“I was telling (Littlepage), ‘I not only want to understand the model, I want to understand what happens if ticket sales don’t improve or ticket sales actually further decline, what are the alternatives by which we would manage those funds and manage this project?’” Strine said. “So it really is me trying to say to (Littlepage), ‘Help me try figure out how to
say yes when the board asks me is this fiscally sustainable?’”

The athletic department had to address how it could afford to pay the operational costs for the new indoor facility, especially when university administrators were concerned about declining football season ticket sales and the fact athletics lost just more than $1 million* in operating revenue in the last fiscal year.

* Oliver noted that the athletic department transferred funds from the $7 million it had in cash reserves to cover the $1 million deficit.

It turns out the ACC’s new television deal was something of a savior for the Virginia athletic department in that regard. Revenue from the conference’s TV deal – which will go into effect this fiscal year – initially will provide each school with roughly $13 million. That payout will increase by 2.5 percent each year during the 12-year life of the television contract, Oliver said.

The Board of Visitors asked Oliver and Littlepage to submit a new* 12-year budget plan taking into account the additional resources from the ACC TV deal, and they were able to show the Board a model that included several operating reserves that were not present before.

* The last time Oliver and Littlepage submitted a budget plan to the Board was in 2008. When they presented the new budget plan to the Board, their presentation began with a PowerPoint slide that read “In 2008, we presented a budget to the Board of Visitors that was fundamentally unstable in the long term …”

The new 12-year budget plan includes the creating of an operating reserve designed “to reduce the dependency on donor support to address contingencies, such as coaching terminations and ticket revenue declines.”

In football, for instance, season ticket sales declined by 12,301 from 2006-10*, a drop attributable to a down economy and to the fact the team went a combined 26-35 during that span. In 2011, though, season ticket sales are up by 3.14 percent.

* Here are the football season ticket sales numbers during that five-year stretch: 2006 – 39,876; 2007 – 39,522; 2008 – 35,538; 2009 – 30,507; 2010 – 27,575.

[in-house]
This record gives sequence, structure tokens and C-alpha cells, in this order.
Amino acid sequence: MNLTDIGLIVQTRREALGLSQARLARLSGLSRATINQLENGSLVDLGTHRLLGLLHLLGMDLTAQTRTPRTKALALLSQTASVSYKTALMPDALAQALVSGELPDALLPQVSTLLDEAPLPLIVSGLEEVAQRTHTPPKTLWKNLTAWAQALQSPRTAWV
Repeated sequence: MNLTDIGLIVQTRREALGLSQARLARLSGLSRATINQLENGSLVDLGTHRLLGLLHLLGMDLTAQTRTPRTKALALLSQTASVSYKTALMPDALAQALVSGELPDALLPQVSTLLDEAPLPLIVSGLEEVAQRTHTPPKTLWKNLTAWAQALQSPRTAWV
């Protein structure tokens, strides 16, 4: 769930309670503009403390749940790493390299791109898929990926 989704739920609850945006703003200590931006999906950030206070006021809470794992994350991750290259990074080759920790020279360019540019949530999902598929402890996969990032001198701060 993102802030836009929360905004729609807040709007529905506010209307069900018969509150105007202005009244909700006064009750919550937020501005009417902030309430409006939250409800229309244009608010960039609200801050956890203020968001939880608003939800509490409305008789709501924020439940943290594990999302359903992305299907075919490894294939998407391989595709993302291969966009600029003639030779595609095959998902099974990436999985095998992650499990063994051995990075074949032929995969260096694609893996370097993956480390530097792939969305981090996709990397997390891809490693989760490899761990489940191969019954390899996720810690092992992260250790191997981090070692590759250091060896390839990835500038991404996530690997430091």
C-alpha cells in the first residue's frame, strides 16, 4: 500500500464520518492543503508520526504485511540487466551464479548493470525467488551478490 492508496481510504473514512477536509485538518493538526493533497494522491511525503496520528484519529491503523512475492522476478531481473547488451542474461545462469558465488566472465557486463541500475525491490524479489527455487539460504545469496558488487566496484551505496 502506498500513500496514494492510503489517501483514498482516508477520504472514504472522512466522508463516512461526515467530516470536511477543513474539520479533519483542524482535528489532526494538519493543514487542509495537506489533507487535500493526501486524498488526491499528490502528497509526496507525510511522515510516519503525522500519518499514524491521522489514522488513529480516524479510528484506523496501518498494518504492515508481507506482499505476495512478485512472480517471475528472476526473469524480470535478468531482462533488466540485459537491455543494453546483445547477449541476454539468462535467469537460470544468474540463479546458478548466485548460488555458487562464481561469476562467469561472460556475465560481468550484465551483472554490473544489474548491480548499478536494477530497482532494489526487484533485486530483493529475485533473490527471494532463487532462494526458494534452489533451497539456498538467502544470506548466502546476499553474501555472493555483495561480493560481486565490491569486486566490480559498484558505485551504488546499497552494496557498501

The new budget plan also allowed for the athletic department to meet the Board of Visitors’ reserve policy related to facilities maintenance. The current overall value of the buildings the athletic department runs is roughly $275 million, according to Oliver, and under Board policy, 1.5 percent of that amount (a little more than $4 million) must be put away each year to handle facilities repair and replacement issues.

“Up until the new ACC TV agreement, from a budget standpoint, that would have been very difficult for us to do,” Oliver said.

Aside from the maintenance reserve, the athletic department also had to take into account the operating costs of the indoor facility. Oliver said the current estimate for the annual operating cost of the building is between $400,000-500,000.

“I’m not trying to keep that thing at 72 degrees at all times,” Oliver said. “It doesn’t have to be completely comfortable. Sixty degrees in the winter is probably going to be fine. In the summertime, keeping it at 80 or 85 is probably fine.”

The good news for Oliver is that with the imminent arrivals of Syracuse and Pittsburgh to the ACC, the conference soon will have an opportunity to renegotiate the terms of its current television contract. Oliver said his assumption is that the renegotiation will lead to “some additional revenue” for each ACC school.

Oliver estimates that operating the facility will cost no more than $500,000 per year, an expense he said was built into the department’s revised budget. Also included was a maintenance reserve that sets aside roughly $4.065 million per year for the purpose of fixing the campus facilities the athletic department oversee, should such a need arise.

The athletic department needs to select an architect for the project, and the Board of Visitors must approve that architect at their November meeting. Approval is contingent upon the project’s fundraising status.

Oliver said in an email Tuesday that “roughly $8.5 million has been committed to the project and approximately $800,000 is in hand.”

Should everything proceed as planned, the Board of Visitors would need to approve the schematic design of the indoor facility at their February meeting.

“We’ve talked about being cautiously optimistic throughout this whole process,” Oliver said. “We’re not going to act like this is a done deal. Listen, we can’t kid ourselves. This is going to be a very difficult effort to raise this amount of money in a short period of time to get this done.”